Just a silly little question which arose in connection with infinite Galois groups and their Krull topology: can a given abstract group be endowed with distinct, nonhomeomorphic, profinite topologies ? (I asked this question several years ago on the Topology Q+A and was told the question is undecidable and has something to do with supercompact cardinals). As I'm not that wellversed as concerns large cardinals etc., could someone verify/elucidate this please ? Thank you in advance ! Stephan.

Yes. I have classified some abelian examples: there are uncountably many pairwise nonhomeomorphic pro$p$ topologies that can be placed on the (unrestricted) product of any countable collection of cyclic $p$groups of unbounded exponent. The results are presented here, but I am in the process of redrafting http://arxiv.org/abs/1101.3005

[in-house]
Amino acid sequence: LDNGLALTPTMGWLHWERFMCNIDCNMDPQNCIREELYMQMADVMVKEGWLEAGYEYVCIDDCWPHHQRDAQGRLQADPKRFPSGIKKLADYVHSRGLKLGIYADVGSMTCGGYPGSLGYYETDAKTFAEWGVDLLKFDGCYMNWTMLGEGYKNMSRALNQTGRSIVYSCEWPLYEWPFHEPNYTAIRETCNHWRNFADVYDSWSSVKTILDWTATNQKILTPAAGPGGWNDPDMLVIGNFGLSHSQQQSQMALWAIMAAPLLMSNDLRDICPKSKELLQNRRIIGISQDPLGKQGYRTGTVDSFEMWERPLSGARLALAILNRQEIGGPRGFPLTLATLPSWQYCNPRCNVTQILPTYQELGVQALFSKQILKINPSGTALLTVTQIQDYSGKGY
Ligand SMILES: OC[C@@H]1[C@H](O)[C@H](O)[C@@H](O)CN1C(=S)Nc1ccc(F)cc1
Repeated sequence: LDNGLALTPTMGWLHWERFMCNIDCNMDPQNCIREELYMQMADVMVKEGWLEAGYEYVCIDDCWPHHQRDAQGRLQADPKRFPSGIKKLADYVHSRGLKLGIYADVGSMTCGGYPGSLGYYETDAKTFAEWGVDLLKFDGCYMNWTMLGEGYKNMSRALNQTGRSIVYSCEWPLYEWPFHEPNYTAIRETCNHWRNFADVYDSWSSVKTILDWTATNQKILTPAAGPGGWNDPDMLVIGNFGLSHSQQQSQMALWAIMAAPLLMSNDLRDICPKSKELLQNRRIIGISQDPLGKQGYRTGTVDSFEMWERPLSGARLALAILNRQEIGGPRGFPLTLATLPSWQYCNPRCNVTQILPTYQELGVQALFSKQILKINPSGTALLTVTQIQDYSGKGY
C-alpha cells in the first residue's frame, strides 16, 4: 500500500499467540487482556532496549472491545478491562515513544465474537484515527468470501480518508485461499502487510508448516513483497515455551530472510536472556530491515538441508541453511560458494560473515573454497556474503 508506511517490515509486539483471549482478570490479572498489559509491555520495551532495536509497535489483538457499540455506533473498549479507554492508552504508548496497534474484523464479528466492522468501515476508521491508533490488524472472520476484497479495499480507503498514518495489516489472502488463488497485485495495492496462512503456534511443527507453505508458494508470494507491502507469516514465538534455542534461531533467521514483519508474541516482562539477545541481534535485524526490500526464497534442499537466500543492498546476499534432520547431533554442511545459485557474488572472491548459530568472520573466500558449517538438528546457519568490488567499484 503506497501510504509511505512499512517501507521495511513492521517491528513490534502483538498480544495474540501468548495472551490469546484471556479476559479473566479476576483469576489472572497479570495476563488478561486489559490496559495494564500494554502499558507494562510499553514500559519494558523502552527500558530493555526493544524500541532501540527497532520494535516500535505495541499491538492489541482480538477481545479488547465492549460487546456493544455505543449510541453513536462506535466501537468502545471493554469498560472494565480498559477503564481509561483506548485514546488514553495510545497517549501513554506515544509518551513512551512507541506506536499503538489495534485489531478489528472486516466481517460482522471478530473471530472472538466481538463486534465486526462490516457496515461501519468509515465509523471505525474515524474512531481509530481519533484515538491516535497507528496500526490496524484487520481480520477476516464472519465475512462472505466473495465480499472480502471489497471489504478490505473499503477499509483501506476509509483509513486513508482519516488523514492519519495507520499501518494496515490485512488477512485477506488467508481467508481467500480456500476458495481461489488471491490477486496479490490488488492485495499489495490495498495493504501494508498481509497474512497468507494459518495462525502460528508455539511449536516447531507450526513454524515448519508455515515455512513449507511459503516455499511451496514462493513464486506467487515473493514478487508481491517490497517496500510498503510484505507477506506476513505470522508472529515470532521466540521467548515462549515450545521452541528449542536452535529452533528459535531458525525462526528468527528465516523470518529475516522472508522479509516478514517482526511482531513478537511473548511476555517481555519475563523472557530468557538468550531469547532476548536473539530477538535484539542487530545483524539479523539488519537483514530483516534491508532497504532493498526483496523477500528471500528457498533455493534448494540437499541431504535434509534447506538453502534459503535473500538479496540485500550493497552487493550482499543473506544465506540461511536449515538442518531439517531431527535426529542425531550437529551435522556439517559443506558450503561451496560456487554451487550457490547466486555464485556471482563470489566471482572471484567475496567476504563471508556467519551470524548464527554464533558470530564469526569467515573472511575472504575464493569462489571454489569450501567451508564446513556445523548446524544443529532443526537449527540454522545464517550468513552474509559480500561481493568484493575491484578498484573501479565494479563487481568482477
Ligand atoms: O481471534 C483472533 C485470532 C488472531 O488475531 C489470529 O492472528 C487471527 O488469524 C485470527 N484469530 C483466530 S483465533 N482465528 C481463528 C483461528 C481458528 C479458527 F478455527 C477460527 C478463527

As Agol said in a finitely generated profinite group every subgroup of finite index is open. Therefore, the topology is unique and detremined by the algebra. This was first proved by Serre for pro$p$ groups and eventually Nikolov and Segal proved it for any profinite groups. Now, take $\mathbb{F}_p[[t]]$ formal power series over a field of $p$elements and take their its abelian group. Then it is a metric pro$p$ group which is the same as being countably based at $1$. On the other hand, take a vector space over $\mathbb{F}_p$ of a countable dimension and take its pro$p$ complition. I am almost sure (so you might want to check the details) that in both cases you have a vector space of dimesnion $2^{\aleph_0}$ so the groups are isomorphic abstractly. But in the first case the topology is countably based at $1$ (and therefore in any points) while it is not countably based at $1$ in the second case. You can read more about similar situation in Wilson's book on profinite groups on the chapter on free group.